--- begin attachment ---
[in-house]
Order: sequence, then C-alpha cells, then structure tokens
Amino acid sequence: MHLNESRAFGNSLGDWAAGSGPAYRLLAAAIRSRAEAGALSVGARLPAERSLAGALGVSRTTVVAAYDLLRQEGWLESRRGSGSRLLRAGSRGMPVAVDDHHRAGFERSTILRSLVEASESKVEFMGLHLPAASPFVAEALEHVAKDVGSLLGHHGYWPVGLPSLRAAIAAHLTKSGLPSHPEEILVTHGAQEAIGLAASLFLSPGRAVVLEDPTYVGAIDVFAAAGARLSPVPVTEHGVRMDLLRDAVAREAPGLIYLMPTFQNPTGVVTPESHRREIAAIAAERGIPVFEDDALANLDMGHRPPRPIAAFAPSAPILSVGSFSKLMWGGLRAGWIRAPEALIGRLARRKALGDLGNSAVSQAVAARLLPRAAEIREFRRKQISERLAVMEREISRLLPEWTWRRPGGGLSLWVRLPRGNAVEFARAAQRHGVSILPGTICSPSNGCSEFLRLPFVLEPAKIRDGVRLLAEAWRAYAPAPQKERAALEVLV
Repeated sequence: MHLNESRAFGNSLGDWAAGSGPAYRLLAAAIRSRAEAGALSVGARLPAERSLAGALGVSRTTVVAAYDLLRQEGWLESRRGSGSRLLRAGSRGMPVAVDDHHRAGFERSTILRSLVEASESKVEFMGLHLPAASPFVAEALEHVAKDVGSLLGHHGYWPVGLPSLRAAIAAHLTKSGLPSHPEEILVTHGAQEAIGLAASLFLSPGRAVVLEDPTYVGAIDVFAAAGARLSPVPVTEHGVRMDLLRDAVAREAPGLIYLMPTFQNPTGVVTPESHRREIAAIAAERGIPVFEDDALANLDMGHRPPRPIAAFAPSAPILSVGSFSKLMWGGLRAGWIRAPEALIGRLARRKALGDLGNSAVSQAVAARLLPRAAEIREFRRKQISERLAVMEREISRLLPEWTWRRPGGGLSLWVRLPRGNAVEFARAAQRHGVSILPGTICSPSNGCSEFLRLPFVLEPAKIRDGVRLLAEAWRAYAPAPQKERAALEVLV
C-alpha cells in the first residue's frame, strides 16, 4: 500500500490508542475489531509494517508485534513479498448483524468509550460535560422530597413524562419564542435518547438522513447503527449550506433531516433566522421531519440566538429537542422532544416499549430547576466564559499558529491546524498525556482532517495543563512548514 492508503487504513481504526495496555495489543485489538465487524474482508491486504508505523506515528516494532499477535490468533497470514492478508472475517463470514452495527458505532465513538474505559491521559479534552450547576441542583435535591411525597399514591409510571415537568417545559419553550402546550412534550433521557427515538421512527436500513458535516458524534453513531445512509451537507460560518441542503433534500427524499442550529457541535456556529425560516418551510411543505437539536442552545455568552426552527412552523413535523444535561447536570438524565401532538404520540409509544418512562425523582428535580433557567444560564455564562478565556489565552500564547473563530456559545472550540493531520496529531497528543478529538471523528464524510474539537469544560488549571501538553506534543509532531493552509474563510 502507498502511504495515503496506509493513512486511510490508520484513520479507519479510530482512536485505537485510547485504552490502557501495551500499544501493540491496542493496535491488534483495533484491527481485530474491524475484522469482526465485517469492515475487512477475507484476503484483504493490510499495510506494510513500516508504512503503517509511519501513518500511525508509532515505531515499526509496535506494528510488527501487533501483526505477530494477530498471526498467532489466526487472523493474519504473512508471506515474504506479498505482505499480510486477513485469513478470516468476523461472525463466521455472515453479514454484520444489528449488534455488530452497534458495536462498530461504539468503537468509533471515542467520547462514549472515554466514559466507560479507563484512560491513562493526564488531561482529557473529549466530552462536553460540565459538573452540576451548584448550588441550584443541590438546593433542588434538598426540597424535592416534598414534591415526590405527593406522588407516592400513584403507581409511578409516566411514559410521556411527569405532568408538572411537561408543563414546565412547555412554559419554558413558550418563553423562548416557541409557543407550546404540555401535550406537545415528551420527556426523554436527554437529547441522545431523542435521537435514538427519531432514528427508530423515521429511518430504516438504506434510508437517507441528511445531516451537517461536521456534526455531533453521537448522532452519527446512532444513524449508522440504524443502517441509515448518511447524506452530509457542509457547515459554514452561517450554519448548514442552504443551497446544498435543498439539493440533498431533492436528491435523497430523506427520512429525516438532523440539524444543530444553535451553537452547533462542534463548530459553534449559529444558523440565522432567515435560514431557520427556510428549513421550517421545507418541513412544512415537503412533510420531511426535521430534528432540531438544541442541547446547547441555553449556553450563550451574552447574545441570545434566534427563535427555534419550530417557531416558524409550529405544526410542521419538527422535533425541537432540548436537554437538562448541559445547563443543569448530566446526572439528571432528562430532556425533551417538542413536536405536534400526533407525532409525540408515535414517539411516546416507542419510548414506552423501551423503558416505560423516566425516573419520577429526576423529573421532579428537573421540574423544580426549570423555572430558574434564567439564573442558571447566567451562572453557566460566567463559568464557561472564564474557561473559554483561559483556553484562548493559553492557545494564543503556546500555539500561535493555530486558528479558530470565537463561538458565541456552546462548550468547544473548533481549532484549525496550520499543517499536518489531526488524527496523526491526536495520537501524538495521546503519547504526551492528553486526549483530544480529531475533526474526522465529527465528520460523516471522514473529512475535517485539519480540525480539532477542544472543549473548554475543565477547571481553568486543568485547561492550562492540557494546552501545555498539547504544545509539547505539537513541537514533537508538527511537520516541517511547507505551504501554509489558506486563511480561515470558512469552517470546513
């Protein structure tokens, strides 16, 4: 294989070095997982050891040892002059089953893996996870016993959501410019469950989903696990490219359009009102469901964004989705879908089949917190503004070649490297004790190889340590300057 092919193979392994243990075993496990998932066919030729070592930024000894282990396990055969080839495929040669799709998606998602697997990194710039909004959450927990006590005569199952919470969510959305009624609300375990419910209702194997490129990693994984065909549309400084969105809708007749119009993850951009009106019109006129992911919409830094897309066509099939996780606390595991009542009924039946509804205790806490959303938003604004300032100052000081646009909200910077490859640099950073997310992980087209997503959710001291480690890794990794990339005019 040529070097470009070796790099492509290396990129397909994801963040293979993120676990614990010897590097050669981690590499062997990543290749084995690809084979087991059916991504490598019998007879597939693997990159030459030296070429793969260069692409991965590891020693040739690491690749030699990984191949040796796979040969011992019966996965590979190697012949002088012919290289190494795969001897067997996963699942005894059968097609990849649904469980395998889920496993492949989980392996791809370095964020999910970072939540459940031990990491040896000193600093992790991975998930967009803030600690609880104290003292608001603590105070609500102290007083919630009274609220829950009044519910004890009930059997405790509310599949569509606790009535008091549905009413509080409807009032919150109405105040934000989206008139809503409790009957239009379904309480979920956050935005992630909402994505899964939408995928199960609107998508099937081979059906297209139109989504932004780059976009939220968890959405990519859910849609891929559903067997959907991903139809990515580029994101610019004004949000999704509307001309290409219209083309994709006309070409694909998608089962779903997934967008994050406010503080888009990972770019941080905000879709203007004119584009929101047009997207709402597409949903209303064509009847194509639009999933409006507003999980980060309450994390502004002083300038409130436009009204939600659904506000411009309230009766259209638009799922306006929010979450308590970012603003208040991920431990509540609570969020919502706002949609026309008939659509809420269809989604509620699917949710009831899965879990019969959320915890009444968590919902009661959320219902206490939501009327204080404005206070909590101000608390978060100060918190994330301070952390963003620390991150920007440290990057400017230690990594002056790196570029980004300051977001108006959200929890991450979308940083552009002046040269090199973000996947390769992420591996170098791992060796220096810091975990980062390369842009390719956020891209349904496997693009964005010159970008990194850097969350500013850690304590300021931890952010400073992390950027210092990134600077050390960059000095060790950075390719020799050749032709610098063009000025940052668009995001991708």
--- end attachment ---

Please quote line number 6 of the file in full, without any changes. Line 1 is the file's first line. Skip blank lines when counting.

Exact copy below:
């Protein structure tokens, strides 16, 4: 294989070095997982050891040892002059089953893996996870016993959501410019469950989903696990490219359009009102469901964004989705879908089949917190503004070649490297004790190889340590300057 092919193979392994243990075993496990998932066919030729070592930024000894282990396990055969080839495929040669799709998606998602697997990194710039909004959450927990006590005569199952919470969510959305009624609300375990419910209702194997490129990693994984065909549309400084969105809708007749119009993850951009009106019109006129992911919409830094897309066509099939996780606390595991009542009924039946509804205790806490959303938003604004300032100052000081646009909200910077490859640099950073997310992980087209997503959710001291480690890794990794990339005019 040529070097470009070796790099492509290396990129397909994801963040293979993120676990614990010897590097050669981690590499062997990543290749084995690809084979087991059916991504490598019998007879597939693997990159030459030296070429793969260069692409991965590891020693040739690491690749030699990984191949040796796979040969011992019966996965590979190697012949002088012919290289190494795969001897067997996963699942005894059968097609990849649904469980395998889920496993492949989980392996791809370095964020999910970072939540459940031990990491040896000193600093992790991975998930967009803030600690609880104290003292608001603590105070609500102290007083919630009274609220829950009044519910004890009930059997405790509310599949569509606790009535008091549905009413509080409807009032919150109405105040934000989206008139809503409790009957239009379904309480979920956050935005992630909402994505899964939408995928199960609107998508099937081979059906297209139109989504932004780059976009939220968890959405990519859910849609891929559903067997959907991903139809990515580029994101610019004004949000999704509307001309290409219209083309994709006309070409694909998608089962779903997934967008994050406010503080888009990972770019941080905000879709203007004119584009929101047009997207709402597409949903209303064509009847194509639009999933409006507003999980980060309450994390502004002083300038409130436009009204939600659904506000411009309230009766259209638009799922306006929010979450308590970012603003208040991920431990509540609570969020919502706002949609026309008939659509809420269809989604509620699917949710009831899965879990019969959320915890009444968590919902009661959320219902206490939501009327204080404005206070909590101000608390978060100060918190994330301070952390963003620390991150920007440290990057400017230690990594002056790196570029980004300051977001108006959200929890991450979308940083552009002046040269090199973000996947390769992420591996170098791992060796220096810091975990980062390369842009390719956020891209349904496997693009964005010159970008990194850097969350500013850690304590300021931890952010400073992390950027210092990134600077050390960059000095060790950075390719020799050749032709610098063009000025940052668009995001991708």